Photos of this artist's work.
(born in Port-au-Prince, 1981)
I was raised in the ghetto neighborhood of Grand Rue, where art and creativity is a primary activity. Thanks to this, from a young age, I was able to cultivate the natural talent with which every human is born: Art. In 2008, I joined the artists’ group of Grand Rue, called Atis-Rezistans.
In 2009 I had the chance to participate the first Ghetto Biennial, organized by Atis-Rezistans and Leah Gordon. During the Biennale I had the good fortune to meet the British artist, Bill Drummond, with whom I collaborated to write a book, Imajine, describing life during and after the earthquake in 2010. I have also participated in many art exhibitions showing my work in recycled Vodou sculpture.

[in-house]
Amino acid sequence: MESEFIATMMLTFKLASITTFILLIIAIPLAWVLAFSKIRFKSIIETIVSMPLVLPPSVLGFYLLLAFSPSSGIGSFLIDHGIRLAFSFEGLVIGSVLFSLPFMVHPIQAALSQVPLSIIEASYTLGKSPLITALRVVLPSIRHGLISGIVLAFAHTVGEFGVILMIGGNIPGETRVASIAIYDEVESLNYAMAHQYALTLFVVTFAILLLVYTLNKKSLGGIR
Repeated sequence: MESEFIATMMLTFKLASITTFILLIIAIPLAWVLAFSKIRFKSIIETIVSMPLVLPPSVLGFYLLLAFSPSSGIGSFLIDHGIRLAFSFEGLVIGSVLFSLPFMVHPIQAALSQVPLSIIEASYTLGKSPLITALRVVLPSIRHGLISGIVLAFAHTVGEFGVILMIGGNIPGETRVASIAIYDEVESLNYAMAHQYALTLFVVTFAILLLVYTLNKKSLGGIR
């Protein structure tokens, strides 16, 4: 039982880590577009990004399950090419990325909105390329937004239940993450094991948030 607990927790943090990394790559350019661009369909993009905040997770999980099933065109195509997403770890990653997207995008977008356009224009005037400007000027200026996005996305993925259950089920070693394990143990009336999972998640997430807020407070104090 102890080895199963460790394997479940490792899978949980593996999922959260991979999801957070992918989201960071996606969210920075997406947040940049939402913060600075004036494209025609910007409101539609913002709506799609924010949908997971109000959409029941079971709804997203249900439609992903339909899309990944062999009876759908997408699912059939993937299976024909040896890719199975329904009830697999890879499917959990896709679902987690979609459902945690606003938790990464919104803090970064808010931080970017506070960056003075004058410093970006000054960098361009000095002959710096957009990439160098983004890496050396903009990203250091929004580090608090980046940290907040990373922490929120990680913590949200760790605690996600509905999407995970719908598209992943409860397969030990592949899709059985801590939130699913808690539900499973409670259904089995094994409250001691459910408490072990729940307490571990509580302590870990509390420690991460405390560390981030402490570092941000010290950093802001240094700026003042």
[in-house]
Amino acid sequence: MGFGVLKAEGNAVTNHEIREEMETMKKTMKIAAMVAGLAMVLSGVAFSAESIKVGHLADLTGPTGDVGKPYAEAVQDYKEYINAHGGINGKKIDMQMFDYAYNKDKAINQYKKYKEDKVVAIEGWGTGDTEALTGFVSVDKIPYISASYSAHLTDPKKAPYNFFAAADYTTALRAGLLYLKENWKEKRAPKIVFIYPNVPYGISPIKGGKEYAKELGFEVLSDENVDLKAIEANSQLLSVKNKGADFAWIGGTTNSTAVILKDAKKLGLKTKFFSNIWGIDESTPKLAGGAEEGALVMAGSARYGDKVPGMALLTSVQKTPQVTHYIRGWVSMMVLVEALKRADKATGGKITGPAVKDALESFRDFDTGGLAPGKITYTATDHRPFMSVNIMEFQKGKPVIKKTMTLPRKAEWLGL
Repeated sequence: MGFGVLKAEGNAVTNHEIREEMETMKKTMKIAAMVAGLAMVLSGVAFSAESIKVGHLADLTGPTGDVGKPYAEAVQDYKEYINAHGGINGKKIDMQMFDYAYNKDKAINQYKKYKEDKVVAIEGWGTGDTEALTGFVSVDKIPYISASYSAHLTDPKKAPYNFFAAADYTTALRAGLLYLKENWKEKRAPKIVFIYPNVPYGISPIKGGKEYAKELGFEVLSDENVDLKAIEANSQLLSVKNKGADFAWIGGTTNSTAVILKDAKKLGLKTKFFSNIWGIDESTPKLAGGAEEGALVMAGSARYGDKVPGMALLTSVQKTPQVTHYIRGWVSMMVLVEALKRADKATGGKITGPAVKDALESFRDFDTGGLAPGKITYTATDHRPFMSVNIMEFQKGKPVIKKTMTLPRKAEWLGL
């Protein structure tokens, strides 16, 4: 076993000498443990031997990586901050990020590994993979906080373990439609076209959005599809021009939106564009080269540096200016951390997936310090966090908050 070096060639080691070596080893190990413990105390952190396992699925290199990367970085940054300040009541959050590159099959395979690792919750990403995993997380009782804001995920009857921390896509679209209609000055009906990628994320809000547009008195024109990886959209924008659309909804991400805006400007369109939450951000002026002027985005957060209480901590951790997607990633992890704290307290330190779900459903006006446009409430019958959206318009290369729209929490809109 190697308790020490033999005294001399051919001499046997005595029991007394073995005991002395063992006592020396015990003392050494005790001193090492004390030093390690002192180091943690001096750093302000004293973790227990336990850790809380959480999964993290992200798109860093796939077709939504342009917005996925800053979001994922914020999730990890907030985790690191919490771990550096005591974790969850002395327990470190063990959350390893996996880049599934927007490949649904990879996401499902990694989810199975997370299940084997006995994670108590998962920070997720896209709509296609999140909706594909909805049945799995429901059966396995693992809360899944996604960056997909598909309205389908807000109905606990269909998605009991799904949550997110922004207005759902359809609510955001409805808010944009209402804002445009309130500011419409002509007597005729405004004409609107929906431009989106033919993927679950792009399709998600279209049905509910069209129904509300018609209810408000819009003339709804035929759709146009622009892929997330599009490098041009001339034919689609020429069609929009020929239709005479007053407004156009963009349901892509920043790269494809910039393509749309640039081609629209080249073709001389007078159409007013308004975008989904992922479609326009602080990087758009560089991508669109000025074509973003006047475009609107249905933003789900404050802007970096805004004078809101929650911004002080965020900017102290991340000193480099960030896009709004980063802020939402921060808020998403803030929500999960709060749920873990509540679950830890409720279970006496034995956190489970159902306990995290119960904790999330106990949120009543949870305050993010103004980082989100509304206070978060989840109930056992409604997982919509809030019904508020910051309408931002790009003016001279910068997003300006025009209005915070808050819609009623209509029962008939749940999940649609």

I grew up in a large ghetto in Port-au-Prince, a place that has a lot of trash around. I take advantage of this situation by creating artwork with the same garbage found in the community. I think this is a way to educate people who live in the area, to make people understand that it is not necessary to keep throwing trash in the street. Because with art, any number of things can be created. Definitely, art is a means of communication with everyone, regardless of social differences. Art can help a person to manage the frustration inside him and it enables you to say what you feel is happening in the world, whether positive or negative. Therefore, I think a person who chooses to make art is a person who wants to collaborate with the world.
Residency: August-September, 2013
Art Exhibition: September 20 & 21, 2013